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Pete in Surry
08-27-2008, 11:36 AM
Ever think about what you would do if you knew it was your last day at work or life or shooting; anything?

Well, this is my last day of full-time work. I will be finished at 4:30 today. It doesn't seem particularly wierd yet but, who knows. Everyone I have spoken to who is retired say they highly recommend it. Time will tell. P

virg
08-27-2008, 11:46 AM
Pete; I retired in 1998 and the learning curve is very steep. You'll soon adjust. If you find the extra time for shooting doesn't take up enough time, find a good volunteer part time job.;)

Anyway,
Good luck from Virg

Dave Short
08-27-2008, 12:17 PM
Ever think about what you would do if you knew it was your last day at work or life or shooting; anything?

Well, this is my last day of full-time work. I will be finished at 4:30 today. It doesn't seem particularly wierd yet but, who knows. Everyone I have spoken to who is retired say they highly recommend it. Time will tell. P

Retirement! woohoo! Congratulations Pete!

And yes, there have been days I've thought about leaving it all behind...then I remember that there are bills to pay and all of that stuff...I guess I'll have to stay at it for another, say, about 20 years or so.

-Dave-:)

Larry Elliott
08-27-2008, 01:09 PM
Pete, I've been hard at retirement since January of '99 and although it's been a struggle I've actually found time to make it to the range, and get to my loading room from time to time. :D If you don't move it's likely a lot easier, but I did and still survived. Gotta be tough though, or you'll end up sitting in front of the tv watching soap operas and Dr Phil....:eek::eek::D

MColeman
08-27-2008, 01:18 PM
is that you never get a day off. :(

Cheechako
08-27-2008, 01:32 PM
P

Retirement is GREAT! I recommend it. :)

The first week or so you will want to stay close to the phone because you just know that they will be lost with you gone and will want to call you for help and advice.

After two weeks pass with no phone calls, you begin to realize that you're not really indespensable after all and it's time to start your real life. As Mickey said, you never have a day off. The weekends become just another day and you'll wonder why the time passes so quickly.:cool:

Enjoy

Ray

Dick Grosbier
08-27-2008, 01:47 PM
Now you can pursue your desire to shoot in every state, I understand your first new state will be Ohio in a couple weeks.

As to retirement yes it is great I really do not know how I found time to work a regular job.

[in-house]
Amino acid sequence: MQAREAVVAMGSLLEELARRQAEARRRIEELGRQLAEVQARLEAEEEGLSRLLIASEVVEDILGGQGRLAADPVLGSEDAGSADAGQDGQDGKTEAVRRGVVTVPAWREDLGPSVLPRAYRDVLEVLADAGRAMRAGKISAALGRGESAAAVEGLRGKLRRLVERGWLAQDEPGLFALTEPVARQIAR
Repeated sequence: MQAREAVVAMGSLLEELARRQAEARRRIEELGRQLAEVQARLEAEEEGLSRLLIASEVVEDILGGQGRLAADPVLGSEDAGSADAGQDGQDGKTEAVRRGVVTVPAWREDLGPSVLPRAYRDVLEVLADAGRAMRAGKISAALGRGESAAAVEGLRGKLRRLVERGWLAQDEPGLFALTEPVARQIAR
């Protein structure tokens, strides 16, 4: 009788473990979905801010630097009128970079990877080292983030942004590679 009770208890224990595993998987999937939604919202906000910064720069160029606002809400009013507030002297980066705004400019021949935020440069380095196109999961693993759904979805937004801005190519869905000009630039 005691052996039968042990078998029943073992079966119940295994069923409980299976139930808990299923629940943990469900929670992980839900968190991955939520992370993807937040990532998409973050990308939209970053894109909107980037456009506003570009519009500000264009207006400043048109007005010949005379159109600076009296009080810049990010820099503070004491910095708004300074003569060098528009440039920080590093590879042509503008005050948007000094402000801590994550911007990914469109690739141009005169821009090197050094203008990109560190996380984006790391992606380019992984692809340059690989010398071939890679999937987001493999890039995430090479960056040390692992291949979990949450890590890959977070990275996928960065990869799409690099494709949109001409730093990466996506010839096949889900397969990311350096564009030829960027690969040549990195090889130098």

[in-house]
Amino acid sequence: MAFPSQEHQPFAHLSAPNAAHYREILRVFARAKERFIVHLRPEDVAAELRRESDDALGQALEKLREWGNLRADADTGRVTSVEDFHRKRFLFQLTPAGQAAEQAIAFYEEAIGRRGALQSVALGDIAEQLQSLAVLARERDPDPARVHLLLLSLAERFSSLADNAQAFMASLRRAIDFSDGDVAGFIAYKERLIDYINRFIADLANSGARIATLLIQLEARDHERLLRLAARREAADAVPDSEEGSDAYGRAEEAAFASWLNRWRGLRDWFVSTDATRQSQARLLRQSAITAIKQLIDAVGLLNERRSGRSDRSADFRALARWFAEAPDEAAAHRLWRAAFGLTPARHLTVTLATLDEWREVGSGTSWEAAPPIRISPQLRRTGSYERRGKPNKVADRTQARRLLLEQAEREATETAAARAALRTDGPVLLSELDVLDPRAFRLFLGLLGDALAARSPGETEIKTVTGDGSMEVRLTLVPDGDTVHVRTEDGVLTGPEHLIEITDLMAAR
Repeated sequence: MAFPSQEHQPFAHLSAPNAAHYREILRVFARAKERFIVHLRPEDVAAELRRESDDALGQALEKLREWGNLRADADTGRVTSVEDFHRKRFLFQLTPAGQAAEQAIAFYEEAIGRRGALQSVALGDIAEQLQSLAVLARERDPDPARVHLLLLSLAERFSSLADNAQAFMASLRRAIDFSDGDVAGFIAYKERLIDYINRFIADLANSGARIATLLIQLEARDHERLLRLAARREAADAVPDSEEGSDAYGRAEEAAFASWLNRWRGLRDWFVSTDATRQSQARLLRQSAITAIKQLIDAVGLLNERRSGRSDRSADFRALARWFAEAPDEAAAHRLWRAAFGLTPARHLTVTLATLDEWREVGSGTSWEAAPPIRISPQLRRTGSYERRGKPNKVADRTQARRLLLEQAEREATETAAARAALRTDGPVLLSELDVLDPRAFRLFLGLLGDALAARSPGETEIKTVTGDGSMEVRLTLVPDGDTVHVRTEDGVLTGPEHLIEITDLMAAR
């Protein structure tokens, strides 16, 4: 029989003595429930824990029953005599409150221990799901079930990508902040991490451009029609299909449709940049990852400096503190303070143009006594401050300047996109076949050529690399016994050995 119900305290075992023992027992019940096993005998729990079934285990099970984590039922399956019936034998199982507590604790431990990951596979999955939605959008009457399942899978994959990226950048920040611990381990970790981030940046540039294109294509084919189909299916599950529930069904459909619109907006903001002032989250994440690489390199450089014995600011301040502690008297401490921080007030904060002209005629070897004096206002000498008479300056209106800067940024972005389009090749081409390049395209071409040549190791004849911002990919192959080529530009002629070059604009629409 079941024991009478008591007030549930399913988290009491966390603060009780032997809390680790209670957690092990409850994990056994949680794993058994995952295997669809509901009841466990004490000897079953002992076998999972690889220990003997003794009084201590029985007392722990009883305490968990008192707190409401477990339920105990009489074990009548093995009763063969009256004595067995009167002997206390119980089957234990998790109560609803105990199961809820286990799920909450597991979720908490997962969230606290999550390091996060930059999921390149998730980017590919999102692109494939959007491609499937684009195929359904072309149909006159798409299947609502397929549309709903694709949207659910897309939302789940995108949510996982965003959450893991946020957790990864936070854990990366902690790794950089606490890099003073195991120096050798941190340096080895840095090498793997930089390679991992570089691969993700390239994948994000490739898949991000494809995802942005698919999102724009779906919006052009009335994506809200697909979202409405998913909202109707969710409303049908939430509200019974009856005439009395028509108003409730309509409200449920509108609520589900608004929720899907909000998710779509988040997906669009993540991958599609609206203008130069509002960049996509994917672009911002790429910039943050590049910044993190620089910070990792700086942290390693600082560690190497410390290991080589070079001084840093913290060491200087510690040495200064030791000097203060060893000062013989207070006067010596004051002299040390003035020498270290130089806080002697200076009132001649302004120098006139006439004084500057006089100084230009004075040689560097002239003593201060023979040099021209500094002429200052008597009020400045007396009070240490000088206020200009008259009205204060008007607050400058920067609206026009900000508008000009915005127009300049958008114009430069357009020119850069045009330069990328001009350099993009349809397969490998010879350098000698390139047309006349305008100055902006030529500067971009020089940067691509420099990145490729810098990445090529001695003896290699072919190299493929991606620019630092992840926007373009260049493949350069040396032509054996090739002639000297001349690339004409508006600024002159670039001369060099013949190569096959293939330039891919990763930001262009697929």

Donald
08-27-2008, 01:48 PM
Pete,
I highly recommend it. I had my own business for about the last 25 years I worked. Got burned out and practiced retirement for about 6 months before I finally pulled the plug. Had not taken any clients for those 6 months, just went to the office and piddled. I am a great piddler now. In fact I have a Phd in it. My attention span is about 7 years on hobbies. Took up BR about 2 years ago. Love it but hate to travel so I don't go to matches more than about 150 miles away. Limits me to about 4-5 matches a year. Never will be a real good shooter, but I really don't care. Winning a big match would be great but I know it is not in the cards for me. I just try to enjoy the things I do.

Donald

mike in co
08-27-2008, 02:01 PM
there are statistics on how long people collect retirement from a retirement fund( company based, not personal). there are two definite steps in the time span. if your job was your life and you have no plan...its very short....as little as 5 years; on the ohter hand if work was just a means to an end, and you have a life ..things to do, people to see......then the fund looses as you collect for a long time.

sorry to sound negative, but the answer has been given to you...get on with your new life! enjoy the work you put into getting here !

get involved at your local gun club...fine more types of shooting, or try converting a few to br.


congratulation


me ..i will have to work part time thru most of my "retirement".......

JerrySharrett
08-27-2008, 02:10 PM
My left arm is solid tan at the wrist. i.e. I haven't worn a watch since 1997! At the time I retired I was scheduled in meetings 21/hours per week. That doesn't count getting ready for meetings and getting to them.